The activity of play is one of the fundamental behaviours of human beings and the analysis of its linguistic expressions can reveal a great deal of information about the cognitive aspects and the cultural processes that are involved. Such analysis, yet, is still wanting. Although a few, scattered observations can be found in major, seminal works such as Homo ludens, a particularly useful research framework, however, would be an extensive diachronic picture carried on among as many languages as possible, in order to individuate basic phenomena at the general level which, as such, should imply recurring patterns and appear to be constant through time. A wide-perspective investigation of this kind, which should be necessarily founded also on single, language-specific studies, can profit from the scrutiny of the Indo-european languages. Such a survey (which, given its preliminary character, can be based on the cursory harvest of lexical items supplied by Buck 1949) shows the following: - a noteworthy absence of a single Indo-european root whose original meaning is ‘play/game’; - this absence appear to be the consequence of general features intrinsic to the very domain of play; - a prime role is played by the relationship with the notions of “mimesis” and “movement”, which seem to work as matrices that form semantic configurations characterizing verbs and nouns meaning ‘(to) play’ and ‘game’; - no important role seems attached to other, apparently connected semantic fields (e.g. infancy); - processes that are specifically linguistic (e.g. semantic prototypical configurations, semantic narrowing of light-verbs, etc.) also prove to be relevant. The above phenomena are analysed and discussed in order to provide a few working “coordinates” for future linguistic studies focused on the cognitive as well as on the cultural and historical planes.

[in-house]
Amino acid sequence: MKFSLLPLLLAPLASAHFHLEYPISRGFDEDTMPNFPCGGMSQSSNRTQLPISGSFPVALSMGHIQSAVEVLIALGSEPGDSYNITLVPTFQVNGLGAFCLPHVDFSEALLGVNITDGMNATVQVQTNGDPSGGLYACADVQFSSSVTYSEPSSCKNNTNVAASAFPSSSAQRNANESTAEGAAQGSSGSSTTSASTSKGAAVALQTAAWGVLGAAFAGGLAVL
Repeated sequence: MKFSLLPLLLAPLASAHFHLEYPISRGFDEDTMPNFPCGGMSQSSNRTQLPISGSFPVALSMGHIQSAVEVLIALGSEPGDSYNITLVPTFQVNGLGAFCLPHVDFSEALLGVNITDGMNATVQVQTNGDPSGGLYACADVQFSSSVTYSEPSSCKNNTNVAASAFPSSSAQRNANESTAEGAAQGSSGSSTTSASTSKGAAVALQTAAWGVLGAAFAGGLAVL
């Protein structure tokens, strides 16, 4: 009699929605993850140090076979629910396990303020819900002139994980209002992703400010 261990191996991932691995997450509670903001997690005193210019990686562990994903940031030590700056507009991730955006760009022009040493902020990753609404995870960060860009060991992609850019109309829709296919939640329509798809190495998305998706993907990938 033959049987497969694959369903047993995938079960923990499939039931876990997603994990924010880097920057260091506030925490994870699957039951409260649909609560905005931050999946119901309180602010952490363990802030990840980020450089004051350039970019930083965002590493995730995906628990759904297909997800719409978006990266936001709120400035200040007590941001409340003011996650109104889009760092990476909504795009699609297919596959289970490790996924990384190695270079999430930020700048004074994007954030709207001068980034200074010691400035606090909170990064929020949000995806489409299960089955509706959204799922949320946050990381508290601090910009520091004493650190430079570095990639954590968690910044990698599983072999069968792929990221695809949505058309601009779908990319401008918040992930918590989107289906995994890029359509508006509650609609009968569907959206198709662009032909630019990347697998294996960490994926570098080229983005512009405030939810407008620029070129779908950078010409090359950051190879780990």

“Sui termini indicanti ‘gioco’ e ‘giocare’ nelle lingue indoeuropee. Una panoramica”

NUTI, ANDREA
2013

Abstract

The activity of play is one of the fundamental behaviours of human beings and the analysis of its linguistic expressions can reveal a great deal of information about the cognitive aspects and the cultural processes that are involved. Such analysis, yet, is still wanting. Although a few, scattered observations can be found in major, seminal works such as Homo ludens, a particularly useful research framework, however, would be an extensive diachronic picture carried on among as many languages as possible, in order to individuate basic phenomena at the general level which, as such, should imply recurring patterns and appear to be constant through time. A wide-perspective investigation of this kind, which should be necessarily founded also on single, language-specific studies, can profit from the scrutiny of the Indo-european languages. Such a survey (which, given its preliminary character, can be based on the cursory harvest of lexical items supplied by Buck 1949) shows the following: - a noteworthy absence of a single Indo-european root whose original meaning is ‘play/game’; - this absence appear to be the consequence of general features intrinsic to the very domain of play; - a prime role is played by the relationship with the notions of “mimesis” and “movement”, which seem to work as matrices that form semantic configurations characterizing verbs and nouns meaning ‘(to) play’ and ‘game’; - no important role seems attached to other, apparently connected semantic fields (e.g. infancy); - processes that are specifically linguistic (e.g. semantic prototypical configurations, semantic narrowing of light-verbs, etc.) also prove to be relevant. The above phenomena are analysed and discussed in order to provide a few working “coordinates” for future linguistic studies focused on the cognitive as well as on the cultural and historical planes.
Nuti, Andrea
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Utilizza questo identificativo per citare o creare un link a questo documento: http://hdl.handle.net/11568/209329
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